Forever opens with “I’m writing this instead of killing myself, perhaps more on a whim than anything else. It doesn’t mean that I’m not going to kill myself, it just means not yet.” Ambivalence, loneliness, and isolation––it’s all there. It’s harrowing, but what’s incredible to me is what spools outward from that. The narrator is traveling, cruising, and seeking connection but with an underlying resignation. He’s emptying desire. He’s finalizing. You mentioned Forever coming about differently than your other books. Did the subject matter dictate that or were there other factors? 


I was going to get to the spectre of AIDS in your book. In some ways, that, and other things – the way the characters are spoken of so candidly for example – brought to mind some of things that I loved about the New Narrative movement. It’s a part of left field writing history that I’m always drawn to and have been immensely inspired by. I dunno, but something about your book really fell in line with a lot of the things that I loved about the New Narrative movement/style/whatever you want to call it and I wondered if that was also true with you? Is the New Narrative an influence at all?

I love what you said about my narrator emptying the desire. I was going to say that no, I didn’t think that the subject desire dictate how I wrote the book but after really thinking about how you described it, maybe it did – who really knows, with these things, right? It would make sense. I wrote this book faster than any of my other books – I wanted to get to the end and the completely ties in with the subject matter – that finalising. So perhaps you’ve nailed something that I hadn’t been aware of myself. Wow. Interesting for sure. I think the whole lockdown thing influenced the writing too – just in terms of me having some more time to write rather than the writing being disrupted by usual everyday stuff. It’s also different to my other stuff in that I use the idea of place a lot more obviously that I usually have. I name a place, which I usually choose not to.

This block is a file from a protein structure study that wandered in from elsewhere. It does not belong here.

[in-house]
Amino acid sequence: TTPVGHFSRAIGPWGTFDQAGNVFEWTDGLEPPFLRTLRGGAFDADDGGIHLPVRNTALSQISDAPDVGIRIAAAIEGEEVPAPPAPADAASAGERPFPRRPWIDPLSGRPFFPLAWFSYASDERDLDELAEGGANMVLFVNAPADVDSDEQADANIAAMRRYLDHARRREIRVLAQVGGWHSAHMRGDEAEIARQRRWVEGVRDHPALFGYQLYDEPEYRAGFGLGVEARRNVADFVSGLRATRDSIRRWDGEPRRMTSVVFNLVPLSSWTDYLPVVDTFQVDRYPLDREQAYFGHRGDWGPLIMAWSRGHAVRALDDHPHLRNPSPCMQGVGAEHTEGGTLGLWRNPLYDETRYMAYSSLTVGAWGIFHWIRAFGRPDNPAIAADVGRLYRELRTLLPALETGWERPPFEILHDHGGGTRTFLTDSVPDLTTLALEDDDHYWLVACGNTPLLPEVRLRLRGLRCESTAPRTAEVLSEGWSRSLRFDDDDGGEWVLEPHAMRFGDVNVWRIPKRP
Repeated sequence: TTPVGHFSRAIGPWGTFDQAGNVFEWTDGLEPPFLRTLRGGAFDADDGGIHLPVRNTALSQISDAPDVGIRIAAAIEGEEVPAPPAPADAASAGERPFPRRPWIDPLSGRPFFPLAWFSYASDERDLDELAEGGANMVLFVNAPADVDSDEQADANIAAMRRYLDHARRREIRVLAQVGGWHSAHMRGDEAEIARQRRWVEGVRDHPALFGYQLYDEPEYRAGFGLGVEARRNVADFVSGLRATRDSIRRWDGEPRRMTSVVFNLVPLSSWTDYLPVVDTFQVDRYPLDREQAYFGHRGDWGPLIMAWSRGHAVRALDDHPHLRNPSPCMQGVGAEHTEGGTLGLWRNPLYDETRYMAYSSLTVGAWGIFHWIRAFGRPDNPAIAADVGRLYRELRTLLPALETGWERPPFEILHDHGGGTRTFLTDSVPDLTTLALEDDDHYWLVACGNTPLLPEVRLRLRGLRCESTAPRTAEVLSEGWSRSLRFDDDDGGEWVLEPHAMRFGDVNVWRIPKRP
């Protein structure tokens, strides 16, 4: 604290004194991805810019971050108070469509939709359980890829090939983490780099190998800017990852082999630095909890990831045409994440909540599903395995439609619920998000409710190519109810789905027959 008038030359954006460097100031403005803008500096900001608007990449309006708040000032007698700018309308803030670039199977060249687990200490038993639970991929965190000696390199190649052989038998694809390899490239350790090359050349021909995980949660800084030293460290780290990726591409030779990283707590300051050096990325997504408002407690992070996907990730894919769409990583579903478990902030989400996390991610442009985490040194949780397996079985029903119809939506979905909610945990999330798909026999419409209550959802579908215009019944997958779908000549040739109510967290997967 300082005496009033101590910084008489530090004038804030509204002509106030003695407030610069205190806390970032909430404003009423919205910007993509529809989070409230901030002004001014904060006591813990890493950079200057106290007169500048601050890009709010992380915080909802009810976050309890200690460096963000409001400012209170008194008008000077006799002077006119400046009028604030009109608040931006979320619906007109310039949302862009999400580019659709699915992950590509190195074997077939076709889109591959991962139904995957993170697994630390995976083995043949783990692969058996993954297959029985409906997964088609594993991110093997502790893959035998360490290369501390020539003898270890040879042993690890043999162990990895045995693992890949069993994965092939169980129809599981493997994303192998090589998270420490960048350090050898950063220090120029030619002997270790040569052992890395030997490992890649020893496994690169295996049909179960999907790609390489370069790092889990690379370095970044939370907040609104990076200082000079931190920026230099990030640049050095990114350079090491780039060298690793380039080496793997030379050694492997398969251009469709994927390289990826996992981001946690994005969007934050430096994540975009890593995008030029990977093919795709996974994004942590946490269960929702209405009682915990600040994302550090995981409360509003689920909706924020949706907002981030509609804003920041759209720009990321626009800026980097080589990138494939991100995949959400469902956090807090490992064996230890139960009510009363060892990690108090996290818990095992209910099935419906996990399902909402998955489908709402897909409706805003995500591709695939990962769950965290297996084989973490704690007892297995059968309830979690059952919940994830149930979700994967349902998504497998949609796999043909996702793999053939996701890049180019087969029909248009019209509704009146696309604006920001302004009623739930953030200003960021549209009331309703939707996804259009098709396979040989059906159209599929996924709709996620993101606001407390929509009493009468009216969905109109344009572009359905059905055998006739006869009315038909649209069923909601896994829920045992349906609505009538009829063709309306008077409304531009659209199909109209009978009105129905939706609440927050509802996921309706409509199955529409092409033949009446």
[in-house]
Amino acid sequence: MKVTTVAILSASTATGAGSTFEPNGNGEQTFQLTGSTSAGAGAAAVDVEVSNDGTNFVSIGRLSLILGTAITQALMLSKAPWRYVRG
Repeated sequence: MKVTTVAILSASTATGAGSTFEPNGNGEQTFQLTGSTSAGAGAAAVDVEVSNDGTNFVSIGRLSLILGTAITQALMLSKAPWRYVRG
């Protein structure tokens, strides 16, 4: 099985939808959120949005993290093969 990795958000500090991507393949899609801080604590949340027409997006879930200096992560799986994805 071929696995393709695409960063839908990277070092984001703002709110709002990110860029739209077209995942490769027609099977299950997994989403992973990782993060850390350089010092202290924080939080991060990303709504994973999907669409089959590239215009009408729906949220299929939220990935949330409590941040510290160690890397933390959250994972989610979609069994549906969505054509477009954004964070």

New Narrative is definitely a big influence for me. Dodie Bellamy, Kevin Killian, and Sam D’Allesandro. I discovered their work after reading Burroughs and Acker and then Dennis Cooper. There was a whole overlap of Downtown New York writing like Jane DeLynn, Lynne Tillman, and Gary Indiana––I think the critic Elizabeth Young called it post-realism––that had some of that texture too. First-person, seemingly autobiographical, including pop and art references that made a huge impact. Then came Semiotex(e)’s Native Agents Series with Eileen Myles, Michelle Tea, Cookie Mueller. Smart, funny working-class voices weren’t something that I’d encountered much before. It was either middle-class people writing about working-class people or stuff where the interiority is stripped away and everything happens on the surface. Reading a working-class intellectual like Eileen was a major shift in my perception and the poetry and stories I was writing. Or trying to write. I was in my teens and twenties when I was reading all of those writers for the first time. My night school. 

Influence is something that’s always a little fraught. I have no problem showing mine because they changed the world for me and I always hope more people read them (Horace the main character of Lynne Tillman’s Cast in Doubt is still one of my favorite gay narrators). You’ve talked about Dennis Cooper and the power of his writing on you. What are your influences or the sort of tributaries and lineage for your work?